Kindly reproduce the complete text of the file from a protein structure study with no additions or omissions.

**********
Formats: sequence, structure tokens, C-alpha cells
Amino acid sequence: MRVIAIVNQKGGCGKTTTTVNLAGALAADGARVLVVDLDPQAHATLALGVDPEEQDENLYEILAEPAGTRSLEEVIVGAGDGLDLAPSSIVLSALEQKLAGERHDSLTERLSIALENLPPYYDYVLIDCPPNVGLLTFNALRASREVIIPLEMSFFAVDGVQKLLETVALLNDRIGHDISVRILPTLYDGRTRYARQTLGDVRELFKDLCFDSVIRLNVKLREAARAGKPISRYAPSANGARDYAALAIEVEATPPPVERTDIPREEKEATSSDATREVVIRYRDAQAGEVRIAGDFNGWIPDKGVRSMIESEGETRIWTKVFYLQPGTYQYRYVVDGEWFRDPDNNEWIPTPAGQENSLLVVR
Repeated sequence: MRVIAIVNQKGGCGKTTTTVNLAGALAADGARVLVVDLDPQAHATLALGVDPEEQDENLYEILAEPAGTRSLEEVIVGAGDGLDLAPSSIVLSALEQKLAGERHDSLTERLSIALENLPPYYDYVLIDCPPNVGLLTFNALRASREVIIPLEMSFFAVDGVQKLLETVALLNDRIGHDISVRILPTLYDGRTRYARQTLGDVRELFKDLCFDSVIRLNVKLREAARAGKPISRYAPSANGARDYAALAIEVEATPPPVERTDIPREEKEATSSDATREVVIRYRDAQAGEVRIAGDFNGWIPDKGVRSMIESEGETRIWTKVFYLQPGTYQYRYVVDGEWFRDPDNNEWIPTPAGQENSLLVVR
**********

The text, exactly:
Formats: sequence, structure tokens, C-alpha cells
Amino acid sequence: MRVIAIVNQKGGCGKTTTTVNLAGALAADGARVLVVDLDPQAHATLALGVDPEEQDENLYEILAEPAGTRSLEEVIVGAGDGLDLAPSSIVLSALEQKLAGERHDSLTERLSIALENLPPYYDYVLIDCPPNVGLLTFNALRASREVIIPLEMSFFAVDGVQKLLETVALLNDRIGHDISVRILPTLYDGRTRYARQTLGDVRELFKDLCFDSVIRLNVKLREAARAGKPISRYAPSANGARDYAALAIEVEATPPPVERTDIPREEKEATSSDATREVVIRYRDAQAGEVRIAGDFNGWIPDKGVRSMIESEGETRIWTKVFYLQPGTYQYRYVVDGEWFRDPDNNEWIPTPAGQENSLLVVR
Repeated sequence: MRVIAIVNQKGGCGKTTTTVNLAGALAADGARVLVVDLDPQAHATLALGVDPEEQDENLYEILAEPAGTRSLEEVIVGAGDGLDLAPSSIVLSALEQKLAGERHDSLTERLSIALENLPPYYDYVLIDCPPNVGLLTFNALRASREVIIPLEMSFFAVDGVQKLLETVALLNDRIGHDISVRILPTLYDGRTRYARQTLGDVRELFKDLCFDSVIRLNVKLREAARAGKPISRYAPSANGARDYAALAIEVEATPPPVERTDIPREEKEATSSDATREVVIRYRDAQAGEVRIAGDFNGWIPDKGVRSMIESEGETRIWTKVFYLQPGTYQYRYVVDGEWFRDPDNNEWIPTPAGQENSLLVVR